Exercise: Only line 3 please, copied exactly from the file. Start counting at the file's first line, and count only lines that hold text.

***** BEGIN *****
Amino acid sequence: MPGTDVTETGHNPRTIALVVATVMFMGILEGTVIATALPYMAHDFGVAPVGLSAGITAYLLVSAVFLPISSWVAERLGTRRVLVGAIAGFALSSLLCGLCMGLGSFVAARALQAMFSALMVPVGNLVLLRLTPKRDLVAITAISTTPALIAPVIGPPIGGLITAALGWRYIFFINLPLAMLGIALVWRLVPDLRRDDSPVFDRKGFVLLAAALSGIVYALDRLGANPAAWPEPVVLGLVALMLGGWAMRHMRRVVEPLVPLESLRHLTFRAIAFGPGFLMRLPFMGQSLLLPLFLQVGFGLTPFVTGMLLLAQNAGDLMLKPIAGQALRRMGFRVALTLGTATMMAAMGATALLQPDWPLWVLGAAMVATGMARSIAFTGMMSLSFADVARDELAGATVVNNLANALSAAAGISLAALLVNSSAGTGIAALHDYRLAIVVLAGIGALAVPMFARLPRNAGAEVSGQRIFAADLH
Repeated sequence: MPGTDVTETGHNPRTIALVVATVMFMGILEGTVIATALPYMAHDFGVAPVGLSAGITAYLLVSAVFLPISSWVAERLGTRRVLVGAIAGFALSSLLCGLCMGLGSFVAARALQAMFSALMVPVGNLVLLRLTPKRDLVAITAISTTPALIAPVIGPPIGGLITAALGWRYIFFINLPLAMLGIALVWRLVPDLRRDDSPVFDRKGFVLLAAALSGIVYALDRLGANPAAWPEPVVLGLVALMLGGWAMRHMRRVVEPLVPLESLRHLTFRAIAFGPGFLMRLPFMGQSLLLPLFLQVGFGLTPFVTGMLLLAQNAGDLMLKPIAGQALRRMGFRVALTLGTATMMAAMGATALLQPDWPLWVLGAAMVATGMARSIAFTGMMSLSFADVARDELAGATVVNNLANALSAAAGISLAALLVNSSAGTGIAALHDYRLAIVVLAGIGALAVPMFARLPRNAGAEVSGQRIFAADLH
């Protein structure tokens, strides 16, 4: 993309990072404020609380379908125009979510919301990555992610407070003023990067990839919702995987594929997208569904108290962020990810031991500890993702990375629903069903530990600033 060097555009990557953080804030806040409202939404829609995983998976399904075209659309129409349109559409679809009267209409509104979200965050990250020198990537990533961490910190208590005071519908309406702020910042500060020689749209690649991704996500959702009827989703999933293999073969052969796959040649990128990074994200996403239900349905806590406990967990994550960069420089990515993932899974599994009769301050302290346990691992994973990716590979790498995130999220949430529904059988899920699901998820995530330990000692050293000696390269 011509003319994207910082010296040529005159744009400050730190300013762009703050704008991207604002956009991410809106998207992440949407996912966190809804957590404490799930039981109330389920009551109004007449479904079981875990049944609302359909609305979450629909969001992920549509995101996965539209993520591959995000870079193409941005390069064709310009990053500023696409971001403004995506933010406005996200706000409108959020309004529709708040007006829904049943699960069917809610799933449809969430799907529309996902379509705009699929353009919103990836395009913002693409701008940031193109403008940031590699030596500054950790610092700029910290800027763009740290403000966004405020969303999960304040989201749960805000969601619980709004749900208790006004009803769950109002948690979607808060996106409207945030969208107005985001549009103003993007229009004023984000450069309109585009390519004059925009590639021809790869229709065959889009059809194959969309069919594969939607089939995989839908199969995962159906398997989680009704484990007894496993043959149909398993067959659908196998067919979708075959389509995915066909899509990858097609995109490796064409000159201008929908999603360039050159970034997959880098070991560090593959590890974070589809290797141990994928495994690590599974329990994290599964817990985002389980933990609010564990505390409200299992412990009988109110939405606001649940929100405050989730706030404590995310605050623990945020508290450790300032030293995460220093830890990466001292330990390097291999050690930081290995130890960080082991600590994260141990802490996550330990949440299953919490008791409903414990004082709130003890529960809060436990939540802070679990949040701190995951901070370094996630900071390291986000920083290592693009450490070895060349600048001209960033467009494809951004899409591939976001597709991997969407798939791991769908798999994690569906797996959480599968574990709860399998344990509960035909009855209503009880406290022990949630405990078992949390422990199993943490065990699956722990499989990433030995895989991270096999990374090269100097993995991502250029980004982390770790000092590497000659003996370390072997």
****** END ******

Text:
């Protein structure tokens, strides 16, 4: 993309990072404020609380379908125009979510919301990555992610407070003023990067990839919702995987594929997208569904108290962020990810031991500890993702990375629903069903530990600033 060097555009990557953080804030806040409202939404829609995983998976399904075209659309129409349109559409679809009267209409509104979200965050990250020198990537990533961490910190208590005071519908309406702020910042500060020689749209690649991704996500959702009827989703999933293999073969052969796959040649990128990074994200996403239900349905806590406990967990994550960069420089990515993932899974599994009769301050302290346990691992994973990716590979790498995130999220949430529904059988899920699901998820995530330990000692050293000696390269 011509003319994207910082010296040529005159744009400050730190300013762009703050704008991207604002956009991410809106998207992440949407996912966190809804957590404490799930039981109330389920009551109004007449479904079981875990049944609302359909609305979450629909969001992920549509995101996965539209993520591959995000870079193409941005390069064709310009990053500023696409971001403004995506933010406005996200706000409108959020309004529709708040007006829904049943699960069917809610799933449809969430799907529309996902379509705009699929353009919103990836395009913002693409701008940031193109403008940031590699030596500054950790610092700029910290800027763009740290403000966004405020969303999960304040989201749960805000969601619980709004749900208790006004009803769950109002948690979607808060996106409207945030969208107005985001549009103003993007229009004023984000450069309109585009390519004059925009590639021809790869229709065959889009059809194959969309069919594969939607089939995989839908199969995962159906398997989680009704484990007894496993043959149909398993067959659908196998067919979708075959389509995915066909899509990858097609995109490796064409000159201008929908999603360039050159970034997959880098070991560090593959590890974070589809290797141990994928495994690590599974329990994290599964817990985002389980933990609010564990505390409200299992412990009988109110939405606001649940929100405050989730706030404590995310605050623990945020508290450790300032030293995460220093830890990466001292330990390097291999050690930081290995130890960080082991600590994260141990802490996550330990949440299953919490008791409903414990004082709130003890529960809060436990939540802070679990949040701190995951901070370094996630900071390291986000920083290592693009450490070895060349600048001209960033467009494809951004899409591939976001597709991997969407798939791991769908798999994690569906797996959480599968574990709860399998344990509960035909009855209503009880406290022990949630405990078992949390422990199993943490065990699956722990499989990433030995895989991270096999990374090269100097993995991502250029980004982390770790000092590497000659003996370390072997």